Monday, December 2, 2013

First Monday of Advent: Your Word More Than My Unworthiness

“Lord, I am not worthy to have you enter under my roof; only say the word and my servant will be healed.” – Mt 8:8

One of two most helpful and freeing prayers for me during Mass is what we pray before receiving the Eucharist: “Lord, I am not worthy that you should enter under my roof, but only say the word and my soul shall be healed.” It is an almost a direct rendition of the centurion’s appeal to Jesus in today’s Gospel. A petition prompted by both compassion for his servant and greater trust in Jesus. Jesus highly commends this act of faith that goes beyond oneself.

I don’t really know why my response before receiving Communion is helpful to me and welcomes a most sacred moment that follows during Mass. Then I sit or kneel with everyone present, and allow Mystery to happen. Maybe it’s because I let go of my preoccupation of being worthy or unworthy of God’s love (or being loved). Maybe it’s because I let Christ’s mercy and goodness pervade my heart, mind, and body. Maybe it’s me saying “yes” to my dear friend Jesus who simply wants to be with me, look at me, sit with me, hide in me, share my loneliness, burdens, self-judgment, hurt, or worries for others, etc. Maybe it’s allowing the centurion’s faith to be my own, like embracing and personalizing the faith that my grandmother or my parents have passed on to me. Maybe it’s letting myself BE the Spirit’s dwelling place, and imagining the possibility that the people kneeling next to me, and those I find hard to see Christ’s presence at this time, are also God’s beloved children, Christ’s favorite hiding place. Whatever the reasons maybe, during that time of sacred silence, Mystery soaks in. Trust grows in me. It’s really not my doing. I’m simply learning to say “yes.”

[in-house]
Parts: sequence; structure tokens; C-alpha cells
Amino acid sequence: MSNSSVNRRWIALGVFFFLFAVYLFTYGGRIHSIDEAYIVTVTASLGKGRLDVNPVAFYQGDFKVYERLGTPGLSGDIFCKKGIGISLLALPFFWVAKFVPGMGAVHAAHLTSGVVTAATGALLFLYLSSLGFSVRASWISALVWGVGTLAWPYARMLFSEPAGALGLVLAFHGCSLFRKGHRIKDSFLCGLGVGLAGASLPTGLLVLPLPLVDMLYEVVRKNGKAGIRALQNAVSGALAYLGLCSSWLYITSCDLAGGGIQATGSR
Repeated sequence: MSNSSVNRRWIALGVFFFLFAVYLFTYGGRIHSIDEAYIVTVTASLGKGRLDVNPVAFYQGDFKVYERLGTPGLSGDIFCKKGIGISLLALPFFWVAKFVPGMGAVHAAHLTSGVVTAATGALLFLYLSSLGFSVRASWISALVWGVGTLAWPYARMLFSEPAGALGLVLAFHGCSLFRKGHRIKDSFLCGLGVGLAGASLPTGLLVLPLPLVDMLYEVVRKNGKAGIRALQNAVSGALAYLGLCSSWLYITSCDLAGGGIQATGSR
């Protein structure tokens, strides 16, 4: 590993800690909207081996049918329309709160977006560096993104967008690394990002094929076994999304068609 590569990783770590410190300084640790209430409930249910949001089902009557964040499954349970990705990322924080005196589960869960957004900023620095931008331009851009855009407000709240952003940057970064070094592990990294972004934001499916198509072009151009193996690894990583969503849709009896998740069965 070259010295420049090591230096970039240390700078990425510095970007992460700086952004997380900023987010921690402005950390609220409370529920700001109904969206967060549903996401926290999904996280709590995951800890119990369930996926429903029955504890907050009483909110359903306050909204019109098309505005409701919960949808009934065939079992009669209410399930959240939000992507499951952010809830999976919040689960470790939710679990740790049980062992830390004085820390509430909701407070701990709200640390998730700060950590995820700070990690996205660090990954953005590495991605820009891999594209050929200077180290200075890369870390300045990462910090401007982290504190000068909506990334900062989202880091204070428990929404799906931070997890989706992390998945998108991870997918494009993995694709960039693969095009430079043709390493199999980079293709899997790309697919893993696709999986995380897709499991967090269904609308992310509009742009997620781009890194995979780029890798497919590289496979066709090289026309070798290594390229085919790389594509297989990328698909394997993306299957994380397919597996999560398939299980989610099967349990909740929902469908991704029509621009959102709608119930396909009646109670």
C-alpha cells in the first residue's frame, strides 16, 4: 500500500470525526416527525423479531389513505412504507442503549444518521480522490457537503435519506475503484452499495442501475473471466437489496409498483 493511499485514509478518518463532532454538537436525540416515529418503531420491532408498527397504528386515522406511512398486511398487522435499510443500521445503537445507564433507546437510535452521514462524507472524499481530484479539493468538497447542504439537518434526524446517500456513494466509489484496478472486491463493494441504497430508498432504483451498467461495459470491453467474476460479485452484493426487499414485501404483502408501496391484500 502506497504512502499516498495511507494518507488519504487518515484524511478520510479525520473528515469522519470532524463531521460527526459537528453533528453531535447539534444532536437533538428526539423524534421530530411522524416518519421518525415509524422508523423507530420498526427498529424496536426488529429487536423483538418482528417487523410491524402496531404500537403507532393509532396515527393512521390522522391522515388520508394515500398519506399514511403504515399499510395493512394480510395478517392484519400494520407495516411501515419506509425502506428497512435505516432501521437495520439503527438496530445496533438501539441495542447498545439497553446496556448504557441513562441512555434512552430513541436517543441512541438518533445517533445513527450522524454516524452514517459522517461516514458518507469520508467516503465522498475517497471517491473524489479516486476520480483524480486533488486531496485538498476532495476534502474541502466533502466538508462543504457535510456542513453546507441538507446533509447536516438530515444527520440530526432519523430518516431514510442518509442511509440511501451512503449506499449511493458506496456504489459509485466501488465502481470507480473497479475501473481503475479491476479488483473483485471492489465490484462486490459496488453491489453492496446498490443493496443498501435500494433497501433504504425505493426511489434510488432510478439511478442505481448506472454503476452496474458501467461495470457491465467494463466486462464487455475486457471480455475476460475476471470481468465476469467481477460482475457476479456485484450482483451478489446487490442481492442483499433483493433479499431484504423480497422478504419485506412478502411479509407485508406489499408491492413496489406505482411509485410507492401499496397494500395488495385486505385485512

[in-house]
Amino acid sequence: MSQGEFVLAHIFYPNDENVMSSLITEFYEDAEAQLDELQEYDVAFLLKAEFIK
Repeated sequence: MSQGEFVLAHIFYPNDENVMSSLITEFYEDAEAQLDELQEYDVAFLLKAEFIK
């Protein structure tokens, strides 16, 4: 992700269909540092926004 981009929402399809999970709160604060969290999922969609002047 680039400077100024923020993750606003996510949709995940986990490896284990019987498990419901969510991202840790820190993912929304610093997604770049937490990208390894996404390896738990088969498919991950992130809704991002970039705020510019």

Yesterday, Pope Francis reminded us that with every Advent, “we begin a new liturgical year, that is, a new journey of the People of God with Jesus, our Shepherd, who guides us through history toward the fulfillment of the Kingdom of God.” I am grateful to be reminded of the proper attitude and horizon of this journey during Advent, letting compassion for others and trust in God lead the way.

Whom are you more concerned about at this time? Consider entrusting your worries as well as placing your hopes in God? Invite God to enter “under your roof” or to welcome God into your “home” today.

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